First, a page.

It should not surprise us, necessarily, then, that Reisswitz the Younger was eventually put in his place. Bya magazine article explaining the game to a civilian audience also had no mention of Reisswitz the Younger, and actually claimed that the game had been invented and disseminated verbally until formalization in An old colleague of Reisswitz’s wrote a clarifying article for Militair Wochenblatt to mark the occasion of the game’s fiftieth anniversary.
An anonymous article several weeks later told of how the game had come to the attention of the Kaiser and the royal household; Leeson surmises the author most certainly was Kaiser Wilhelm, who at the time the events took place had been Prince Wilhelm and present at all the events described in the article, along with his brother Prince Friedrich.
Military experience was not in short supply in the Prussian Army at this time, with recent wars against Austria and France in and providing experienced umpires who could assess factors such as morale, weather, intelligence and other battlefield intangibles not easily codified. In the meantime, John Thomas Frederick Jane, famous for founding Jane’s reference books, also created a naval war game in the late 19th Century. Jane’s Fighting Ships contains a set of rules for The Naval War Game in the edition of this annual guide book to the world’s naval vessels.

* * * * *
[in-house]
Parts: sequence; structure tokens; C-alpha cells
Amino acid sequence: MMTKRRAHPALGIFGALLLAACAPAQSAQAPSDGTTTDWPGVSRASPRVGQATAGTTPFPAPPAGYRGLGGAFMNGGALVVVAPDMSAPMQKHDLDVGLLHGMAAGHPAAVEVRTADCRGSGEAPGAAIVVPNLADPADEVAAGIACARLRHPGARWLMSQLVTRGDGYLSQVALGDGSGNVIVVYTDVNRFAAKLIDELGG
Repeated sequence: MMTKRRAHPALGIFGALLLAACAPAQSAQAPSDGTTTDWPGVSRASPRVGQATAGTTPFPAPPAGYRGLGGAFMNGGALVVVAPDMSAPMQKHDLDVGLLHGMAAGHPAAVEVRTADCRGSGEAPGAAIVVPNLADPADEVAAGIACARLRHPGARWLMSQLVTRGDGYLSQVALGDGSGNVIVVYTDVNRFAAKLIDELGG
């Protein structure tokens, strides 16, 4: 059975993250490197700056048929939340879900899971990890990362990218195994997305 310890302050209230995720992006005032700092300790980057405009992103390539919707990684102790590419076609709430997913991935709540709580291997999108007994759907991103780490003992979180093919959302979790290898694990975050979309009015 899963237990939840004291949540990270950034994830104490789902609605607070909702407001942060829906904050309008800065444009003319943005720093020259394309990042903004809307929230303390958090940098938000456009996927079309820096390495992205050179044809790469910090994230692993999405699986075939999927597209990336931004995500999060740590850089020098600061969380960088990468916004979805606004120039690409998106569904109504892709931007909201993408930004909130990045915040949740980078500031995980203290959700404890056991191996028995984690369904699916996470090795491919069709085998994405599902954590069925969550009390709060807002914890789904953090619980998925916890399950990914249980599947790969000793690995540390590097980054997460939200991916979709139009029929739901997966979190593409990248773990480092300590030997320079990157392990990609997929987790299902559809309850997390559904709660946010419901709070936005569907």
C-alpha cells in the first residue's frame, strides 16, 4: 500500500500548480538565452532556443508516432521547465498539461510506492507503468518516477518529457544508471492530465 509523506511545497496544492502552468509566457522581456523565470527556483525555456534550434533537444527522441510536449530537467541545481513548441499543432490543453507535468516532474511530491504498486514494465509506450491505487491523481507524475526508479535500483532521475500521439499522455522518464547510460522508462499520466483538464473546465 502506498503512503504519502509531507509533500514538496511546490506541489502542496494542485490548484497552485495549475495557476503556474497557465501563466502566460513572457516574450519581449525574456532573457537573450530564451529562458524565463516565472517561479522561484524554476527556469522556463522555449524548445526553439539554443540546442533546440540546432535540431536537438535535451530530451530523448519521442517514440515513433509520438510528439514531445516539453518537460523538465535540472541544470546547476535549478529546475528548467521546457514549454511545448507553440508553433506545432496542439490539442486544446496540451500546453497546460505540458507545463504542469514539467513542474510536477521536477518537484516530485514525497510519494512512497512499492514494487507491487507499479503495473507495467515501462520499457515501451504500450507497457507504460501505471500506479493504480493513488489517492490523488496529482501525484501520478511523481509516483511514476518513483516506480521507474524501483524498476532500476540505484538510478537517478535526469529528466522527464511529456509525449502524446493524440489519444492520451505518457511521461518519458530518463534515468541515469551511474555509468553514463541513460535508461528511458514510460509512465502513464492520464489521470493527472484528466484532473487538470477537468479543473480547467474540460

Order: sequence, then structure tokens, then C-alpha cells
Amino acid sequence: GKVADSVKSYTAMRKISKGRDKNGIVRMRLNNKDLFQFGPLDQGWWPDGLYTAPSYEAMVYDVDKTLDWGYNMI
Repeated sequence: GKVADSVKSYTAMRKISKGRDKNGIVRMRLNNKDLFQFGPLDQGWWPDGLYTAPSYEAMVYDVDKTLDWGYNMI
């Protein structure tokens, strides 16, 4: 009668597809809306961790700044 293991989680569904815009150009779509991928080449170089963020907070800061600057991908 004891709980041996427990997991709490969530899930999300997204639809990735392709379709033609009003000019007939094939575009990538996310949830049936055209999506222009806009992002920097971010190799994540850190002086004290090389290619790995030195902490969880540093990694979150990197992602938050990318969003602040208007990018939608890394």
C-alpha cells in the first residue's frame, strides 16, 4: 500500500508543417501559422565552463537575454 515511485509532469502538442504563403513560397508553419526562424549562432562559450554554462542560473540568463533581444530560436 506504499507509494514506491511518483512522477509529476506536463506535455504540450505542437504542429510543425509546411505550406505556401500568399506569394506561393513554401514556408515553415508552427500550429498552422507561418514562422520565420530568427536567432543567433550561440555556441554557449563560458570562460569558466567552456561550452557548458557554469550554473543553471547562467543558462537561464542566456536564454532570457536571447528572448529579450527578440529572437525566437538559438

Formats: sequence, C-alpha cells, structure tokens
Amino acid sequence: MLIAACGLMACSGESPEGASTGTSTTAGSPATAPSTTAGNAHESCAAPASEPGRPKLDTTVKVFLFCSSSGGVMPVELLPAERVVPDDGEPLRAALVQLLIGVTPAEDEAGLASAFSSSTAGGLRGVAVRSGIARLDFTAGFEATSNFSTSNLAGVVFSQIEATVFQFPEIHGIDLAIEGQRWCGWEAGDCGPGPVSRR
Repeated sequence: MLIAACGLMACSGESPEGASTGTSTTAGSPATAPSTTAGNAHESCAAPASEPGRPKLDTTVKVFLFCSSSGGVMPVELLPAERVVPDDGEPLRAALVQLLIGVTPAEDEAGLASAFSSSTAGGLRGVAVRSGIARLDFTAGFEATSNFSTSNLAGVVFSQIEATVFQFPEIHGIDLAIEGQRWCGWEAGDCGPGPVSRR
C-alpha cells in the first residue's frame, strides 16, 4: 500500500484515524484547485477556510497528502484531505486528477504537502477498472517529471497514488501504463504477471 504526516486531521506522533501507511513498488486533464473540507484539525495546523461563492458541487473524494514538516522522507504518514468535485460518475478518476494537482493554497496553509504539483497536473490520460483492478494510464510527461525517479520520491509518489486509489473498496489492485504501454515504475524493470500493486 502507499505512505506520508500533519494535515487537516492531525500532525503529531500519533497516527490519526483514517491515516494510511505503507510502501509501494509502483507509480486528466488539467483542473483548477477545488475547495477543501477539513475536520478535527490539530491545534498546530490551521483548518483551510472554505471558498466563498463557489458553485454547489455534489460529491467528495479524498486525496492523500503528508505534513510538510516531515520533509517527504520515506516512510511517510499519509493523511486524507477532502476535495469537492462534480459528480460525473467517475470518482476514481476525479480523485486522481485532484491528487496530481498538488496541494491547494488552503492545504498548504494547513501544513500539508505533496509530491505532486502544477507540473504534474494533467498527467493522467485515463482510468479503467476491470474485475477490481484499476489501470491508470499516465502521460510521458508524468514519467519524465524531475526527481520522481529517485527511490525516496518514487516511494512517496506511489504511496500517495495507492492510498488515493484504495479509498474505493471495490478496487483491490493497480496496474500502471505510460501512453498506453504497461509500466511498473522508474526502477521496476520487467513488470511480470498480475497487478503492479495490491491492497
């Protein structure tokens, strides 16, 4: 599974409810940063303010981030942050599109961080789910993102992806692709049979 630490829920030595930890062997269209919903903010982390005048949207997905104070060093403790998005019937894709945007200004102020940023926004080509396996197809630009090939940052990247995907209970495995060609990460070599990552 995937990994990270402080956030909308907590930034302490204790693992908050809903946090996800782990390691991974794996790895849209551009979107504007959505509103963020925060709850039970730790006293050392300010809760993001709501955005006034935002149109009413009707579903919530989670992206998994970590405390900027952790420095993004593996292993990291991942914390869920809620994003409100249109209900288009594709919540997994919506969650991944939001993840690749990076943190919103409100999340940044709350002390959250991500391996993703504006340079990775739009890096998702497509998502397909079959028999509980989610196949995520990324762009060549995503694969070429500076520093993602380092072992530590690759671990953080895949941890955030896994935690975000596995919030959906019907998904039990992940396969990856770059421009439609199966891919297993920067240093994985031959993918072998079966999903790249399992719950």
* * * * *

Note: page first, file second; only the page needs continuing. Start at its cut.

Given the existence of toy soldiers dating back many centuries, their use as the object of military maneuvers probably predates even that any 20th Century boy who ever owned a combination of toy soldiers, magnifying glass, pellet gun, or other engines of destruction can probably attest. The first tin soldiers became popular in the s, but the earliest published account of using them for play comes from Scribner’s Magazine in December Simple physical combat – hurling marbles at toy soldiers – gave way to rules for logistics, combat and movement to make the game an intellectual challenge.
A package set – soldiers and rules in the same box – appears circa as The Great War Gamewith the rule book titled separately as War Games for Boy Scouts. Wells also produced wargaming rules based on miniaturesfirst in Floor Games in and later Little Wars in He provided mainly a juvenile rule set for physical combat involving spring loaded miniature cannon, but also an appendix that captures the spirit of the earlier Prussian Kriegspiel.